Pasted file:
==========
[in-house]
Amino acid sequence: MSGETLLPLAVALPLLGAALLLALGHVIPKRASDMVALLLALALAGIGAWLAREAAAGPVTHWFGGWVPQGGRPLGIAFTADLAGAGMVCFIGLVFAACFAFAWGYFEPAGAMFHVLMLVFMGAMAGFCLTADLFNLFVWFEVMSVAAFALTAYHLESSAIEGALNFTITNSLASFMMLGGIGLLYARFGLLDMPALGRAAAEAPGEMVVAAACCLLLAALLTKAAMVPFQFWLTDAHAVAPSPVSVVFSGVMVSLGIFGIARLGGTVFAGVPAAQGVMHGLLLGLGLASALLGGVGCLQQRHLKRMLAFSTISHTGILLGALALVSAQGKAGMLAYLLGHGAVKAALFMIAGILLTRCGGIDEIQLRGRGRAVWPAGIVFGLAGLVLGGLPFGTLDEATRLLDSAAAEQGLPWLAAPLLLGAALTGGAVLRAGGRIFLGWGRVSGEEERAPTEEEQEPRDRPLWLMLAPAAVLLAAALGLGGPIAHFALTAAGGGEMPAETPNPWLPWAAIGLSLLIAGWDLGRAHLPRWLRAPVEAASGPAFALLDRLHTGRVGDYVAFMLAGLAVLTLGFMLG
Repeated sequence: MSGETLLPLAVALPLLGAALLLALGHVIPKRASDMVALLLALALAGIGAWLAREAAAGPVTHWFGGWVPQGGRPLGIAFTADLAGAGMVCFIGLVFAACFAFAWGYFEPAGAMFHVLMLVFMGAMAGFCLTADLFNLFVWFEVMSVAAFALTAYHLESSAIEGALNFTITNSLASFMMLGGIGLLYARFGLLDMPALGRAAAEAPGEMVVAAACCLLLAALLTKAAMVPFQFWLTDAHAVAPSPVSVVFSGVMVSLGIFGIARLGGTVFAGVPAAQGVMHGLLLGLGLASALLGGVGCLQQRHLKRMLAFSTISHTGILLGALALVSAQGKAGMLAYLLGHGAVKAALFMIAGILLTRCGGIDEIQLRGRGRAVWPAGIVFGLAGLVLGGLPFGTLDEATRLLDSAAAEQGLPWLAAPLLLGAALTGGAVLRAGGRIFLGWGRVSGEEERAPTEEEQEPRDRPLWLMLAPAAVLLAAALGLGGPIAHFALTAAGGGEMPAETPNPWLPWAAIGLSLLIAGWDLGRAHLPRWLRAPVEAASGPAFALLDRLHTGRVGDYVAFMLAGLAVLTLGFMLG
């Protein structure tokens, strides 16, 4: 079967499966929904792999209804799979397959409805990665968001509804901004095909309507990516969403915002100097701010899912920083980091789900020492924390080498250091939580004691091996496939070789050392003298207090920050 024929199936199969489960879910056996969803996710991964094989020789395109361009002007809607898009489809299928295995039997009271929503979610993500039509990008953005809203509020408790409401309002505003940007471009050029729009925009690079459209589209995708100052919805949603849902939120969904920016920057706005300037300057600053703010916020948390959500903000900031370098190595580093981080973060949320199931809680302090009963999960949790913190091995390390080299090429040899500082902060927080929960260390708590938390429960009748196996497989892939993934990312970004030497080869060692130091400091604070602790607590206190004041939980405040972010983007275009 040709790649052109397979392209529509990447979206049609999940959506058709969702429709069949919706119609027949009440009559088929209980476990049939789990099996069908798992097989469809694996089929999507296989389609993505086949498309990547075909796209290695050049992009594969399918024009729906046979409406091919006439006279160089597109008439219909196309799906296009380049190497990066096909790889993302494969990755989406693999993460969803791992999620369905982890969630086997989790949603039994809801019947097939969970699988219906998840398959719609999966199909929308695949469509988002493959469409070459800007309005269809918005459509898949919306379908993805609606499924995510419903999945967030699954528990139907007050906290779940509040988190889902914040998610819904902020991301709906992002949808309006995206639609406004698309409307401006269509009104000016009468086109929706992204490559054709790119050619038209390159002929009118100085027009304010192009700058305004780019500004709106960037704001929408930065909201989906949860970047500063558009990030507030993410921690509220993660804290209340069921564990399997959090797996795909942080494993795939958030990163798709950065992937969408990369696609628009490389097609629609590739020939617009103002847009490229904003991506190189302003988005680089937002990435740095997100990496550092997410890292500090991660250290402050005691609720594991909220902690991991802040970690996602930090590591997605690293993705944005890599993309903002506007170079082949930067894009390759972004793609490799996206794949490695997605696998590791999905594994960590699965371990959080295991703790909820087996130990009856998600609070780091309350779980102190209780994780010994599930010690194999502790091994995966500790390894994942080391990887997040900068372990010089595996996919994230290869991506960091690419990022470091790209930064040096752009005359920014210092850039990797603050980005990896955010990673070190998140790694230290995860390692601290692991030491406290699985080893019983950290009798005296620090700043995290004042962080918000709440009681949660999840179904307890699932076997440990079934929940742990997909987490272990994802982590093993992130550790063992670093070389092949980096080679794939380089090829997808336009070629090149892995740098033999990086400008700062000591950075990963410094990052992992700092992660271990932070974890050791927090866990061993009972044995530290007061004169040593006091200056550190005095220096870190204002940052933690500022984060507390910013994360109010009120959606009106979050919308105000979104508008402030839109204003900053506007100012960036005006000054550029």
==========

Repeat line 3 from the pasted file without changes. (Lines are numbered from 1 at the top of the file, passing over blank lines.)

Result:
Repeated sequence: MSGETLLPLAVALPLLGAALLLALGHVIPKRASDMVALLLALALAGIGAWLAREAAAGPVTHWFGGWVPQGGRPLGIAFTADLAGAGMVCFIGLVFAACFAFAWGYFEPAGAMFHVLMLVFMGAMAGFCLTADLFNLFVWFEVMSVAAFALTAYHLESSAIEGALNFTITNSLASFMMLGGIGLLYARFGLLDMPALGRAAAEAPGEMVVAAACCLLLAALLTKAAMVPFQFWLTDAHAVAPSPVSVVFSGVMVSLGIFGIARLGGTVFAGVPAAQGVMHGLLLGLGLASALLGGVGCLQQRHLKRMLAFSTISHTGILLGALALVSAQGKAGMLAYLLGHGAVKAALFMIAGILLTRCGGIDEIQLRGRGRAVWPAGIVFGLAGLVLGGLPFGTLDEATRLLDSAAAEQGLPWLAAPLLLGAALTGGAVLRAGGRIFLGWGRVSGEEERAPTEEEQEPRDRPLWLMLAPAAVLLAAALGLGGPIAHFALTAAGGGEMPAETPNPWLPWAAIGLSLLIAGWDLGRAHLPRWLRAPVEAASGPAFALLDRLHTGRVGDYVAFMLAGLAVLTLGFMLG